And now Gerry Macdonald has recorded him on Choice Records, accompanied by bassist, Buster Williams and drummer Billy Hart. It is a very exciting, warm and witty landscape of music. In it are to be found endless illustrations of the unique style of this highly inventive, tender and uncluttered pianist. I know of no other one who conveys the same textures and highly personal sentiments that Jimmy Rowles does.
Since I am a songwriter, I am in a position to say with some authority that he respects the song, no matter how sophisticated his variations and improvisations may be. And if he plays a ballad, I am certain that he is as familiar with the lyrics as he is with the melody. He is, with all his tenderness and warmth, as strong and direct as he is subjective and vulnerable. He dares to play songs which, in other hands, would be inept and bewildering. But his capacity to find good wherever his fingers take him would make it possible for him to persuade us to consider the worthiness of Mairzy Doats!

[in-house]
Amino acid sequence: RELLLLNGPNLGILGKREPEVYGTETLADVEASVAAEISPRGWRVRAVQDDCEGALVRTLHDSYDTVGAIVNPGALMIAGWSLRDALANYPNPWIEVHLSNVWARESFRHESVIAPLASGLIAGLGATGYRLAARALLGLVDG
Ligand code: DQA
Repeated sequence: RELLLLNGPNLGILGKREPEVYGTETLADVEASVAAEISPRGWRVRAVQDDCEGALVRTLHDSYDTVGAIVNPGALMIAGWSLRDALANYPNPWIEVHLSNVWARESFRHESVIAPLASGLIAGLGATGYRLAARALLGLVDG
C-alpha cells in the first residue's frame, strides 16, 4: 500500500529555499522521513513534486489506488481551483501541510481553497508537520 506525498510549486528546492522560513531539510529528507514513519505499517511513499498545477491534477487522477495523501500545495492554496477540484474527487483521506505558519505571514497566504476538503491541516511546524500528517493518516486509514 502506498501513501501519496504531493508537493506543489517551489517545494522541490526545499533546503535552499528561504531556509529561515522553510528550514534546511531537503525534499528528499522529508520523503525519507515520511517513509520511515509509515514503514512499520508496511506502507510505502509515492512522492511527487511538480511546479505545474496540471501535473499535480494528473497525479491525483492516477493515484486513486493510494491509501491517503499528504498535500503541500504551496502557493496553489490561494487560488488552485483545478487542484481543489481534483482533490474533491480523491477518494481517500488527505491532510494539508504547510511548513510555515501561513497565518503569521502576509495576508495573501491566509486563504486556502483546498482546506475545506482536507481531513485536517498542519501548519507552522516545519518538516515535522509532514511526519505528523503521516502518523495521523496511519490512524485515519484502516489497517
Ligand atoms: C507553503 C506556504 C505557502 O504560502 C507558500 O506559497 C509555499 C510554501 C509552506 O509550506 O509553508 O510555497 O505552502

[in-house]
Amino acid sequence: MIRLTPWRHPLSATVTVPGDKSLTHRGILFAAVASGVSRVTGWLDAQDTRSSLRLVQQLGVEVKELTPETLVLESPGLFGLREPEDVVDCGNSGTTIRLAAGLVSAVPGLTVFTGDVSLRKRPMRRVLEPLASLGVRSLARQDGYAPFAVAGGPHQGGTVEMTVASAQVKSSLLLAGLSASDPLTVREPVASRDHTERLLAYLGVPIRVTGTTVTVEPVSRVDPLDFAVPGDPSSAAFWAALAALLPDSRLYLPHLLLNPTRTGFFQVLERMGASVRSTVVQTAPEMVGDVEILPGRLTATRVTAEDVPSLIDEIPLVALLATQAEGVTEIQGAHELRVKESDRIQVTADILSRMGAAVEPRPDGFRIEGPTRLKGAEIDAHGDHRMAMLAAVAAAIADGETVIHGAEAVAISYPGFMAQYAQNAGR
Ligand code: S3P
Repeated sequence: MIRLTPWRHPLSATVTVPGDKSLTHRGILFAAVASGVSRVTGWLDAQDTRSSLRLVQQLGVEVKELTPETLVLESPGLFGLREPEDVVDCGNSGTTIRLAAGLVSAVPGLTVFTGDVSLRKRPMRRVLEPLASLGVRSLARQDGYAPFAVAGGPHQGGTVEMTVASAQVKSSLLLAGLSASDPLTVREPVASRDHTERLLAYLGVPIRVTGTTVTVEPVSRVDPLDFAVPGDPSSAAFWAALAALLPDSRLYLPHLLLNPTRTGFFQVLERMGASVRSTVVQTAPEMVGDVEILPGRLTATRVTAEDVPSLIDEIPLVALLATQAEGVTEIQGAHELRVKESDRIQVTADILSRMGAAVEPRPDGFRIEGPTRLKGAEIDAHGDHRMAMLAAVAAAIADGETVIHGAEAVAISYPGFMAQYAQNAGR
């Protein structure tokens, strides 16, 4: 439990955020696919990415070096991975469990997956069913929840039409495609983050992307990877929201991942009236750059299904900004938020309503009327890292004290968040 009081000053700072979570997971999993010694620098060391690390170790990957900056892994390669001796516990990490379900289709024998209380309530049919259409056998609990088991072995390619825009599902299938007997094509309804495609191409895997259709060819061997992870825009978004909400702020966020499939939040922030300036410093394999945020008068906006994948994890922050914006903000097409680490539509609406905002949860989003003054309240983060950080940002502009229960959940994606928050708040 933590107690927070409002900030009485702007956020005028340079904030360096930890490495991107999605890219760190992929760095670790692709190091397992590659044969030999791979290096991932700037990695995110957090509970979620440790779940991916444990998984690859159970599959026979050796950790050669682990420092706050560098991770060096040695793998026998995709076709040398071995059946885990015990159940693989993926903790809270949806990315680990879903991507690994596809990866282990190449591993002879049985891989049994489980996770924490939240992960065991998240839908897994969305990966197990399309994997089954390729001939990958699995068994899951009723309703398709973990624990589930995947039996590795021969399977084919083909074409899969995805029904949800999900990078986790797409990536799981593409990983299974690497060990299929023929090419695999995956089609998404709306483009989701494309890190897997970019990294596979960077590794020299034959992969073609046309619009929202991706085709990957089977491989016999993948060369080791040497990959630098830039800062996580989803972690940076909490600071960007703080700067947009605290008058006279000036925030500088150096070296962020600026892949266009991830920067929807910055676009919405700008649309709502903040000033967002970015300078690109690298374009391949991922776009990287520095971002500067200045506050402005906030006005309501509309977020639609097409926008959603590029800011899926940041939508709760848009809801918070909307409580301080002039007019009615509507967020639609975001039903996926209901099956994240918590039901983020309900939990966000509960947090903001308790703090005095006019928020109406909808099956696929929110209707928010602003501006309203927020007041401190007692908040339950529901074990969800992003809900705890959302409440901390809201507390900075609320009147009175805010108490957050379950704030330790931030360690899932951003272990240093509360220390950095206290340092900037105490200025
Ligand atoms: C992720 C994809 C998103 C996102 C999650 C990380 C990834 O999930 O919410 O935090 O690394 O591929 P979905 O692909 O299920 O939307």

Occasionally, there are sudden whipcracks of cynicism and wry anger but only as much as we might feel when the person we have done a favour for fails to thank us. But for those rare moments Jimmy Rowles plays as if he were telling us a bittersweet secret or a outrageously sardonic joke.
His preferences in harmony do not attempt to be the most complete or avant-gardishly fashionable but rather the richest and warmest. Nor does he melodically attempt to play The Minute Waltz in ten seconds.
On the contrary, his style is spare and he clearly seeks only the essential, the apt and the finely honed musical phrase. He is not concerned with showing off or setting fire to a Roman candle factory; he is only firmly expressing the undeviating good taste and elegance, his own loving self.
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